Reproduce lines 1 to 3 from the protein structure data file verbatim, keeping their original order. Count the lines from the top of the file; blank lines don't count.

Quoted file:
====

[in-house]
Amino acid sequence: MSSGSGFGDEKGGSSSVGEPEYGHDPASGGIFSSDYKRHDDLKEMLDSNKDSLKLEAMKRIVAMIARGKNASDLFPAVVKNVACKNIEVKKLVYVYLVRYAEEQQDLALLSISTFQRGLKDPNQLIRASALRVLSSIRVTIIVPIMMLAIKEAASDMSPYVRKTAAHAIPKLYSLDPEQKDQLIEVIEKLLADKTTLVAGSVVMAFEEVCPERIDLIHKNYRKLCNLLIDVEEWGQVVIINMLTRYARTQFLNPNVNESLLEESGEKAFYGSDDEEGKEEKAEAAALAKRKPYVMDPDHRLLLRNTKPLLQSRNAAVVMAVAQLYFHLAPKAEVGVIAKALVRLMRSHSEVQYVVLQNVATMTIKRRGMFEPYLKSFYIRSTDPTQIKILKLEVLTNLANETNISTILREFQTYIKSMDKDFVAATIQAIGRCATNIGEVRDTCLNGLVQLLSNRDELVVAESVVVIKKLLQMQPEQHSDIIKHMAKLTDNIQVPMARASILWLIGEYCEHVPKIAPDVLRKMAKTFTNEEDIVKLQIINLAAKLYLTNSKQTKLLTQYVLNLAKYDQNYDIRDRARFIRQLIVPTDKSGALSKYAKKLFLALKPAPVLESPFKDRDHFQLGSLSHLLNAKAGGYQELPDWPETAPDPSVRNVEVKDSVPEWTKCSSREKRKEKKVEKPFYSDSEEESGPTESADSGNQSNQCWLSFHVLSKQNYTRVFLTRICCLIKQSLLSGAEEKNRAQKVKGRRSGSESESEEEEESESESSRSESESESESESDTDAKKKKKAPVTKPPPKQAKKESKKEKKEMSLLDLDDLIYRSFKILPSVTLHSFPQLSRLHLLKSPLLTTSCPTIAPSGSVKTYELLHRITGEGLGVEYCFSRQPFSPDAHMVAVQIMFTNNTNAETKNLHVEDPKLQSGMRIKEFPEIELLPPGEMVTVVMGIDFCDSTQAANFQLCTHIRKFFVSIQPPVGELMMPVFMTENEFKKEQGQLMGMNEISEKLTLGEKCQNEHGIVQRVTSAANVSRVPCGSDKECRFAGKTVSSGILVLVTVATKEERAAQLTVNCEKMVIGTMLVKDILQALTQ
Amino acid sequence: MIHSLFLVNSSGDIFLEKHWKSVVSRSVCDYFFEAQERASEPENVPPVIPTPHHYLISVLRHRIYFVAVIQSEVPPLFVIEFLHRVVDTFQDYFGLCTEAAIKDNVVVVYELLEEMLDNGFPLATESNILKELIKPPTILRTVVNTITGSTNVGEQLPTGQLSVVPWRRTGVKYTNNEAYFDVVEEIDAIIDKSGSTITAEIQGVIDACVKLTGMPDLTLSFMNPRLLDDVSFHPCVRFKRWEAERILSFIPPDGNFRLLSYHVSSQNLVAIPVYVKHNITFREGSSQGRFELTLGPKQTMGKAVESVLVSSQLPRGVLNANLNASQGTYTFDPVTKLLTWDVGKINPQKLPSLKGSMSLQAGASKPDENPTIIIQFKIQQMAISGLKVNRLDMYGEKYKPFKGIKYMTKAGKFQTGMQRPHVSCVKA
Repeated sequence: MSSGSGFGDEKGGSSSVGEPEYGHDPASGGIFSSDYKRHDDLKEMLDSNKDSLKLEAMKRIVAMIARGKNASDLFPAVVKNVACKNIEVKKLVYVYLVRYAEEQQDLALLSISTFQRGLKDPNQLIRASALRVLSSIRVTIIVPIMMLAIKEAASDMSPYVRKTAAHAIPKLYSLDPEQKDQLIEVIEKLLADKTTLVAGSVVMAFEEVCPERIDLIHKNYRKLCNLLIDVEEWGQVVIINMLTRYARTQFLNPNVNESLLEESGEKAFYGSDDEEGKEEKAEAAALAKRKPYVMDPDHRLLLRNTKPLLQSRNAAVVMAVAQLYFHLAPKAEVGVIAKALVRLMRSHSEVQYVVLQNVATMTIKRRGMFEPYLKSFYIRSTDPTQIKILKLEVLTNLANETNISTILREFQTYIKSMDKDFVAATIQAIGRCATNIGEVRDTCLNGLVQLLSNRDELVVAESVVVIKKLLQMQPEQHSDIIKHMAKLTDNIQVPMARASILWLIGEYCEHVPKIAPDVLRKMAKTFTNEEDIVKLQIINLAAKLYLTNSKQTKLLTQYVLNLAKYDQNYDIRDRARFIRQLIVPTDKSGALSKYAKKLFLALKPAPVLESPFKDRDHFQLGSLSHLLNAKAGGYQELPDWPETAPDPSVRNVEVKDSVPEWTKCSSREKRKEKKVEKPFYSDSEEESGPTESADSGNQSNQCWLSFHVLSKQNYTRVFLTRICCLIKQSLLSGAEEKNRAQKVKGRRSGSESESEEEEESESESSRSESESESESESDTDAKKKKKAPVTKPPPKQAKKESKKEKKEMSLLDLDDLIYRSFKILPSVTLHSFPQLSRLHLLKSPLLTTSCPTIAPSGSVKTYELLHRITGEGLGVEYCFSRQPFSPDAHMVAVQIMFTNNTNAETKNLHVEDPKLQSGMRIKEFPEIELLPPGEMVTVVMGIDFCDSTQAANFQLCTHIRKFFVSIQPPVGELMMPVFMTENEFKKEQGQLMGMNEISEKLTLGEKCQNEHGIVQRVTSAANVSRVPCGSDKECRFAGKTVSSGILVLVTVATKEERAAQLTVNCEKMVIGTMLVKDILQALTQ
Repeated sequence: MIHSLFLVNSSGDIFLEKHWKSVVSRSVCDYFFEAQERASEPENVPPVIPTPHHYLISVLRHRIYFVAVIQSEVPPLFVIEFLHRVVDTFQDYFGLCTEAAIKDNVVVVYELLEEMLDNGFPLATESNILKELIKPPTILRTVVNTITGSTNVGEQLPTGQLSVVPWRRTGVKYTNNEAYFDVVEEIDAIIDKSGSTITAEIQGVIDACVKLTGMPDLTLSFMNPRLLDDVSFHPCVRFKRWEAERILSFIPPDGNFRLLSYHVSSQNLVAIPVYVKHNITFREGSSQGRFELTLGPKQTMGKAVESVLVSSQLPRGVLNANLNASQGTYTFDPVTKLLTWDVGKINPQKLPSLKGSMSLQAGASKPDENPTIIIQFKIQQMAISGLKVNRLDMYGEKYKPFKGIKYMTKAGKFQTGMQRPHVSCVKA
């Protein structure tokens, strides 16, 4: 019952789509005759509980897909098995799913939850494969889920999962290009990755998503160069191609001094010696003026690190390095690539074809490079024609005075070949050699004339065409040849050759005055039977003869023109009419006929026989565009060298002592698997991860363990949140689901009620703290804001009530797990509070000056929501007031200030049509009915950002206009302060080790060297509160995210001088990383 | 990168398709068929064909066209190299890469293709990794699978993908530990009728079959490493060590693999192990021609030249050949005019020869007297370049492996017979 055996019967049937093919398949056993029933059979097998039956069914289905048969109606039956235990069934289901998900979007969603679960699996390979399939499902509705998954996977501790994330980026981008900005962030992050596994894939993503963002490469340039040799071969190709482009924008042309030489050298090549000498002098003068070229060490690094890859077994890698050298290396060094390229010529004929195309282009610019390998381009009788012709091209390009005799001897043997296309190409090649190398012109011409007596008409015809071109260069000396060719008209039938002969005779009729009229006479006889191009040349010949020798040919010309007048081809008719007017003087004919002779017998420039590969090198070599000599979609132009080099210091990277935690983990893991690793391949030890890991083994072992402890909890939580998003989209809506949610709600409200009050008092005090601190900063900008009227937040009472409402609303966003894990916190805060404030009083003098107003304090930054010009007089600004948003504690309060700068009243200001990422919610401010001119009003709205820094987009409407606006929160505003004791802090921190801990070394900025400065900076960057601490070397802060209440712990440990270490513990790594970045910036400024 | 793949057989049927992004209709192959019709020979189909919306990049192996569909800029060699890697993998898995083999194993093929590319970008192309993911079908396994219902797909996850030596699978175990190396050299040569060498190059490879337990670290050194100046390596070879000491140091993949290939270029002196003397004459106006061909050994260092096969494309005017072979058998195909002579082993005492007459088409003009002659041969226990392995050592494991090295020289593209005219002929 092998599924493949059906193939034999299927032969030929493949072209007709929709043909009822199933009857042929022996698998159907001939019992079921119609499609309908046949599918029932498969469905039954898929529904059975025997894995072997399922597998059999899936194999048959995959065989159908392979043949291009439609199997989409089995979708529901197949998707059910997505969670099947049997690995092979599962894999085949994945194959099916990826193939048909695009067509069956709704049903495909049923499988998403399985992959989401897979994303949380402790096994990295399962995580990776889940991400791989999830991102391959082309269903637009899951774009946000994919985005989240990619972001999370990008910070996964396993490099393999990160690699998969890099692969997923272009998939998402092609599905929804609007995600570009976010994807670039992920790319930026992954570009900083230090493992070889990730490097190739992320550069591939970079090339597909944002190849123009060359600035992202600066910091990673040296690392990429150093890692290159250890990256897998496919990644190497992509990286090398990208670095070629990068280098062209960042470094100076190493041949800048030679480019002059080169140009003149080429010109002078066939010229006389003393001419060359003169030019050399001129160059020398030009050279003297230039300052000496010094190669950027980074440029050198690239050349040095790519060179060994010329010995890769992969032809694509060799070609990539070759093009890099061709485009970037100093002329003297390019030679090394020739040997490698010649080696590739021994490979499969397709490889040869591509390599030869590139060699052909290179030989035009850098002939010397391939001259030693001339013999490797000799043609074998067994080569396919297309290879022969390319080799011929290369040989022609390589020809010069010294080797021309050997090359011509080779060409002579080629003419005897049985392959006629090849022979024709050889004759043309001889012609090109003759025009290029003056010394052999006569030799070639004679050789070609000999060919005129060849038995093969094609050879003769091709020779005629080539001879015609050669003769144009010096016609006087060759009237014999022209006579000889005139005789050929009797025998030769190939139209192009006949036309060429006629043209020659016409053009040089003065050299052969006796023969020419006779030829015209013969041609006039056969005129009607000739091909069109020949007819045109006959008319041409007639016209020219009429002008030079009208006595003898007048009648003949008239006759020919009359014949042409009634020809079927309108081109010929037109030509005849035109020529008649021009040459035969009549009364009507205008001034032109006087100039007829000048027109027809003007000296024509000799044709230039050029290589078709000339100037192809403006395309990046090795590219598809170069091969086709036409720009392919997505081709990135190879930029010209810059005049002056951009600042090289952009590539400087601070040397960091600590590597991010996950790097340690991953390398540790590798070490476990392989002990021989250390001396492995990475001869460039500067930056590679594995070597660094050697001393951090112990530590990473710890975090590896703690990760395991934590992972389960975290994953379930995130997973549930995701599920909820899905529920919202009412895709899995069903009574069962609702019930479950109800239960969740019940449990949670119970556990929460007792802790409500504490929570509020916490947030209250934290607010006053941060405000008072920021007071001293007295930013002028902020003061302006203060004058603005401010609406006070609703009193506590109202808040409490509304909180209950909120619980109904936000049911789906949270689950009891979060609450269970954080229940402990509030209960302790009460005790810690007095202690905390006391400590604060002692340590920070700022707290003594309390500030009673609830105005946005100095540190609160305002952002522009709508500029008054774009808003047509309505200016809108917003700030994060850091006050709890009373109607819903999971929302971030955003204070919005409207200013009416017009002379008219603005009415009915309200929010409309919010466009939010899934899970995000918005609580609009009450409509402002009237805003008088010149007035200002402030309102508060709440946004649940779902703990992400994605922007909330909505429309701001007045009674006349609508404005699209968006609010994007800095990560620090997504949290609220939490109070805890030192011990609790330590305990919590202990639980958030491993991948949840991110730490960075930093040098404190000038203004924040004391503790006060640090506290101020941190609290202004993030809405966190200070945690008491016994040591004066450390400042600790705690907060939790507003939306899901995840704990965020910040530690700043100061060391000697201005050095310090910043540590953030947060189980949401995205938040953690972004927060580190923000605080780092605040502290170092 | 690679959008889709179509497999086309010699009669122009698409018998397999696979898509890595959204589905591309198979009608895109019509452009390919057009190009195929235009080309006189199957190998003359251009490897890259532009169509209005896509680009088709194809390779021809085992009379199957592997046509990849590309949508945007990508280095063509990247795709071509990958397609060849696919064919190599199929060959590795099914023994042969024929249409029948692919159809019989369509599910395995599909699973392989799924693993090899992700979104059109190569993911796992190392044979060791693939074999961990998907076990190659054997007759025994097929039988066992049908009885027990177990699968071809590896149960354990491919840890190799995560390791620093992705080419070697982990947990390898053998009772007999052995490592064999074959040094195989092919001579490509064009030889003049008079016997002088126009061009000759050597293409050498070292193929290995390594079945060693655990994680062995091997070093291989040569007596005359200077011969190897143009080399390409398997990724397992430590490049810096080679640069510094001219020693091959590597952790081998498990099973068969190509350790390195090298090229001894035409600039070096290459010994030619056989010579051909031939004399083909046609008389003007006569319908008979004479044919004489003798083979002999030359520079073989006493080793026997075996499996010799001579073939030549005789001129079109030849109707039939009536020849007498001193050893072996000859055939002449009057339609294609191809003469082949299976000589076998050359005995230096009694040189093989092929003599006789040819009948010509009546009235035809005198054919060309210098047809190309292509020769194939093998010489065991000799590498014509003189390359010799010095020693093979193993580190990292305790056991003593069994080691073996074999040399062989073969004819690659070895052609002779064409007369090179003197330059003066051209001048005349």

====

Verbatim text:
[in-house]
Amino acid sequence: MSSGSGFGDEKGGSSSVGEPEYGHDPASGGIFSSDYKRHDDLKEMLDSNKDSLKLEAMKRIVAMIARGKNASDLFPAVVKNVACKNIEVKKLVYVYLVRYAEEQQDLALLSISTFQRGLKDPNQLIRASALRVLSSIRVTIIVPIMMLAIKEAASDMSPYVRKTAAHAIPKLYSLDPEQKDQLIEVIEKLLADKTTLVAGSVVMAFEEVCPERIDLIHKNYRKLCNLLIDVEEWGQVVIINMLTRYARTQFLNPNVNESLLEESGEKAFYGSDDEEGKEEKAEAAALAKRKPYVMDPDHRLLLRNTKPLLQSRNAAVVMAVAQLYFHLAPKAEVGVIAKALVRLMRSHSEVQYVVLQNVATMTIKRRGMFEPYLKSFYIRSTDPTQIKILKLEVLTNLANETNISTILREFQTYIKSMDKDFVAATIQAIGRCATNIGEVRDTCLNGLVQLLSNRDELVVAESVVVIKKLLQMQPEQHSDIIKHMAKLTDNIQVPMARASILWLIGEYCEHVPKIAPDVLRKMAKTFTNEEDIVKLQIINLAAKLYLTNSKQTKLLTQYVLNLAKYDQNYDIRDRARFIRQLIVPTDKSGALSKYAKKLFLALKPAPVLESPFKDRDHFQLGSLSHLLNAKAGGYQELPDWPETAPDPSVRNVEVKDSVPEWTKCSSREKRKEKKVEKPFYSDSEEESGPTESADSGNQSNQCWLSFHVLSKQNYTRVFLTRICCLIKQSLLSGAEEKNRAQKVKGRRSGSESESEEEEESESESSRSESESESESESDTDAKKKKKAPVTKPPPKQAKKESKKEKKEMSLLDLDDLIYRSFKILPSVTLHSFPQLSRLHLLKSPLLTTSCPTIAPSGSVKTYELLHRITGEGLGVEYCFSRQPFSPDAHMVAVQIMFTNNTNAETKNLHVEDPKLQSGMRIKEFPEIELLPPGEMVTVVMGIDFCDSTQAANFQLCTHIRKFFVSIQPPVGELMMPVFMTENEFKKEQGQLMGMNEISEKLTLGEKCQNEHGIVQRVTSAANVSRVPCGSDKECRFAGKTVSSGILVLVTVATKEERAAQLTVNCEKMVIGTMLVKDILQALTQ
Amino acid sequence: MIHSLFLVNSSGDIFLEKHWKSVVSRSVCDYFFEAQERASEPENVPPVIPTPHHYLISVLRHRIYFVAVIQSEVPPLFVIEFLHRVVDTFQDYFGLCTEAAIKDNVVVVYELLEEMLDNGFPLATESNILKELIKPPTILRTVVNTITGSTNVGEQLPTGQLSVVPWRRTGVKYTNNEAYFDVVEEIDAIIDKSGSTITAEIQGVIDACVKLTGMPDLTLSFMNPRLLDDVSFHPCVRFKRWEAERILSFIPPDGNFRLLSYHVSSQNLVAIPVYVKHNITFREGSSQGRFELTLGPKQTMGKAVESVLVSSQLPRGVLNANLNASQGTYTFDPVTKLLTWDVGKINPQKLPSLKGSMSLQAGASKPDENPTIIIQFKIQQMAISGLKVNRLDMYGEKYKPFKGIKYMTKAGKFQTGMQRPHVSCVKA